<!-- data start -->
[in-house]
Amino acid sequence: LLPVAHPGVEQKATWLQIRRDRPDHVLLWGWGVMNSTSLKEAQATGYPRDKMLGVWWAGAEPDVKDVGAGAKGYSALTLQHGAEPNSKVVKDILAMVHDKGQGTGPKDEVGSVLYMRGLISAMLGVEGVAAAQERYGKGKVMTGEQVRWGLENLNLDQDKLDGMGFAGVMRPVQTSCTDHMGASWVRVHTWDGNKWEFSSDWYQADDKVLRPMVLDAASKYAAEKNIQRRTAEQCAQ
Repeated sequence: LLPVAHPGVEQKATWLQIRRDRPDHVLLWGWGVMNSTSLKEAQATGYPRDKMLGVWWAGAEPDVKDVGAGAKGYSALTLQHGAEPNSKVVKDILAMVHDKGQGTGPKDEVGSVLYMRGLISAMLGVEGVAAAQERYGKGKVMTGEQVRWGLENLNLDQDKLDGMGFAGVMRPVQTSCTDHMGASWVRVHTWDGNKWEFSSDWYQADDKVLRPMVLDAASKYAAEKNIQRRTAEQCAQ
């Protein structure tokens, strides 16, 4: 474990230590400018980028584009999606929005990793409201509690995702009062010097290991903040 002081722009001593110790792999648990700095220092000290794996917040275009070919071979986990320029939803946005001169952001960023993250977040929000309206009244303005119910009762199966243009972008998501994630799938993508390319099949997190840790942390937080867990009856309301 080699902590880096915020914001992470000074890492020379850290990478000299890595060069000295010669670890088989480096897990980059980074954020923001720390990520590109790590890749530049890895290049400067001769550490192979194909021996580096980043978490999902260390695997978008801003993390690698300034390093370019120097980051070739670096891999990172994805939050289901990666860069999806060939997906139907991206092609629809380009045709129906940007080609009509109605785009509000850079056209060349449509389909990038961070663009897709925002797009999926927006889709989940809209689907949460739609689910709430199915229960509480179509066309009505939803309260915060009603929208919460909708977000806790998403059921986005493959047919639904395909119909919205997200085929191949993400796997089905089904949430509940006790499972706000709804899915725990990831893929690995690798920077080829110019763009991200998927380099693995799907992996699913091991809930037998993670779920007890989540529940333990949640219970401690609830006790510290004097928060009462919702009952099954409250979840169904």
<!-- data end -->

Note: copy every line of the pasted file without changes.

[in-house]
Amino acid sequence: LLPVAHPGVEQKATWLQIRRDRPDHVLLWGWGVMNSTSLKEAQATGYPRDKMLGVWWAGAEPDVKDVGAGAKGYSALTLQHGAEPNSKVVKDILAMVHDKGQGTGPKDEVGSVLYMRGLISAMLGVEGVAAAQERYGKGKVMTGEQVRWGLENLNLDQDKLDGMGFAGVMRPVQTSCTDHMGASWVRVHTWDGNKWEFSSDWYQADDKVLRPMVLDAASKYAAEKNIQRRTAEQCAQ
Repeated sequence: LLPVAHPGVEQKATWLQIRRDRPDHVLLWGWGVMNSTSLKEAQATGYPRDKMLGVWWAGAEPDVKDVGAGAKGYSALTLQHGAEPNSKVVKDILAMVHDKGQGTGPKDEVGSVLYMRGLISAMLGVEGVAAAQERYGKGKVMTGEQVRWGLENLNLDQDKLDGMGFAGVMRPVQTSCTDHMGASWVRVHTWDGNKWEFSSDWYQADDKVLRPMVLDAASKYAAEKNIQRRTAEQCAQ
């Protein structure tokens, strides 16, 4: 474990230590400018980028584009999606929005990793409201509690995702009062010097290991903040 002081722009001593110790792999648990700095220092000290794996917040275009070919071979986990320029939803946005001169952001960023993250977040929000309206009244303005119910009762199966243009972008998501994630799938993508390319099949997190840790942390937080867990009856309301 080699902590880096915020914001992470000074890492020379850290990478000299890595060069000295010669670890088989480096897990980059980074954020923001720390990520590109790590890749530049890895290049400067001769550490192979194909021996580096980043978490999902260390695997978008801003993390690698300034390093370019120097980051070739670096891999990172994805939050289901990666860069999806060939997906139907991206092609629809380009045709129906940007080609009509109605785009509000850079056209060349449509389909990038961070663009897709925002797009999926927006889709989940809209689907949460739609689910709430199915229960509480179509066309009505939803309260915060009603929208919460909708977000806790998403059921986005493959047919639904395909119909919205997200085929191949993400796997089905089904949430509940006790499972706000709804899915725990990831893929690995690798920077080829110019763009991200998927380099693995799907992996699913091991809930037998993670779920007890989540529940333990949640219970401690609830006790510290004097928060009462919702009952099954409250979840169904």